“Unresolved Naga political issue behind Nagaland’s backwardness”
Kohima, October 30: Nagaland Chief Minister Neiphiu Rio said on Saturday that the state remains behind in all areas of development compared to other states and this is due to the unresolved Naga political issue.
While addressing a function, the Chief Minister on the holding of the Assembly election, scheduled for February next year, said that in the system of parliamentary democracy of which Nagaland is a part, elections must take place even if the final settlement of the political question of the Naga had arrived or was delayed.
“If a final solution is found to the Naga political issue, assembly elections may be postponed to allow for interim arrangements. In the proposed political settlement, increasing the number of electoral constituencies, increasing Lok Sabha and Rajya Sabha seats in the state and economic packages will likely be considered,” he said.
Rio, a senior leader of the ruling Democratic Nationalist Progressive Party (NDPP), said that although Nagaland was established in 1963, it lags behind in all areas of development, while many states that have sprung up much later but progressed faster.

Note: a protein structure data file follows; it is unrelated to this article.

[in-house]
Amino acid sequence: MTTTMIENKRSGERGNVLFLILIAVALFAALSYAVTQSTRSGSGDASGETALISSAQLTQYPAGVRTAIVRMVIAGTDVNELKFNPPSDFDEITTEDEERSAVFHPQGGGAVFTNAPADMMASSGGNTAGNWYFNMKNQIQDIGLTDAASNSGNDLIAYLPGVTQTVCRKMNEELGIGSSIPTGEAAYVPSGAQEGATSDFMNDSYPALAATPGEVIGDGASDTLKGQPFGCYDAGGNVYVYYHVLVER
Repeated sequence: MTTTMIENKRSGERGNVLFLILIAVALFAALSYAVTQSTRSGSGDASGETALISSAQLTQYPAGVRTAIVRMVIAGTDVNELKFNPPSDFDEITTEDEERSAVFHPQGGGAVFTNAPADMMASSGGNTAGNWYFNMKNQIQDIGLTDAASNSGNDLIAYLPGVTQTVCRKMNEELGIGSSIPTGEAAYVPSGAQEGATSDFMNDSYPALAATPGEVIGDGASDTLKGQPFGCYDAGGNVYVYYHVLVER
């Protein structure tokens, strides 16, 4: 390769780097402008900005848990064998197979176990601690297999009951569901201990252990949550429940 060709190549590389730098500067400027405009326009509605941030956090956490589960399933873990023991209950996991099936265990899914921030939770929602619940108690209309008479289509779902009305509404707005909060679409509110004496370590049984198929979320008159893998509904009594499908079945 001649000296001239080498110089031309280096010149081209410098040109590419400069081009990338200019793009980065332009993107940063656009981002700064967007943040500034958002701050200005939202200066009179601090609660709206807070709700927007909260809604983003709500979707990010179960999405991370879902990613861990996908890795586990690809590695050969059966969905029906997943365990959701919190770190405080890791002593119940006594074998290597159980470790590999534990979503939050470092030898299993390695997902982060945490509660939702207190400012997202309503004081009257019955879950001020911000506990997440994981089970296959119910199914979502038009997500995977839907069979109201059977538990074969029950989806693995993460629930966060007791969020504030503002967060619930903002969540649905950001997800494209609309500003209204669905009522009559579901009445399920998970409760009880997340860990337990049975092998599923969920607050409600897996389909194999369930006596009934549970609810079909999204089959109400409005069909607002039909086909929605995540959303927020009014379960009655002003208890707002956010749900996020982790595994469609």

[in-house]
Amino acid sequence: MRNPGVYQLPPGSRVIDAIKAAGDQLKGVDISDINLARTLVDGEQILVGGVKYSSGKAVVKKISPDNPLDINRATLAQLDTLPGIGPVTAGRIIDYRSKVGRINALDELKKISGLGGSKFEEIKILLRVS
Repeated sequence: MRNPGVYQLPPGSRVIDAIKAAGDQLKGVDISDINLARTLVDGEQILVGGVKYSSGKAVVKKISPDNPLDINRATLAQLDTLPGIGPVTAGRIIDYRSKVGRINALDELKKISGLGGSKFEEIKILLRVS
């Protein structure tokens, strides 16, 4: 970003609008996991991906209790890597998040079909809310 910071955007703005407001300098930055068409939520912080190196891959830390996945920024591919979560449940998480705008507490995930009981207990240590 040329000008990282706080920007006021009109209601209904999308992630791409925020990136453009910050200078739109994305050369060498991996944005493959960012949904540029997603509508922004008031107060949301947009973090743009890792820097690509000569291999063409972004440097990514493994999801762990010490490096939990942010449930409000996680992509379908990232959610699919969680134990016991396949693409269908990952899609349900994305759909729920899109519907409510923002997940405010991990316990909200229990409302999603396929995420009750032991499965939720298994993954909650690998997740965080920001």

He also emphasized the unity among the Nagas and said that it was key to resolving the decades-old political problem of the Naga, which would lead to accelerated development of the state.
Addressing another event on the occasion of the 75-year Jubilee of the Federation of Naga Students at Naga Solidarity Park in Kohima, the Chief Minister said the paramount need of Naga society today is unity. , unity and harmony.
Rio urged the student community to make maximum use of the resources at their disposal to achieve much greater heights in the years to come.
Former Arunachal Pradesh Home and Finance Minister Lowangcha Wanglat, who was invited to the event, said there was a need to correct past mistakes.
“I believe that the relationship between the Nagas of Arunachal Pradesh and the Nagas of Nagaland can be one of the defining moments in the history of the Naga,” he said, adding that the unity between the Nagas around the world is rooted in the values they share.
Wanglat said the Nagas are defined by countless dialects and customs and they may have different histories and dialects, but they mirror each other.
“There is a need to ensure unity in every Naga family. A society is stronger when people uphold the equality of people, including women and girls, and they should be treated equally. Naga women have always been on the front line to work and help uplift ordinary people.
The former Arunachal Pradesh minister said communities are wealthier when young women are educated, so there should be equality and respect for the dignity of women.
For a society to progress, people must get rid of traditional dogmatic laws, he added.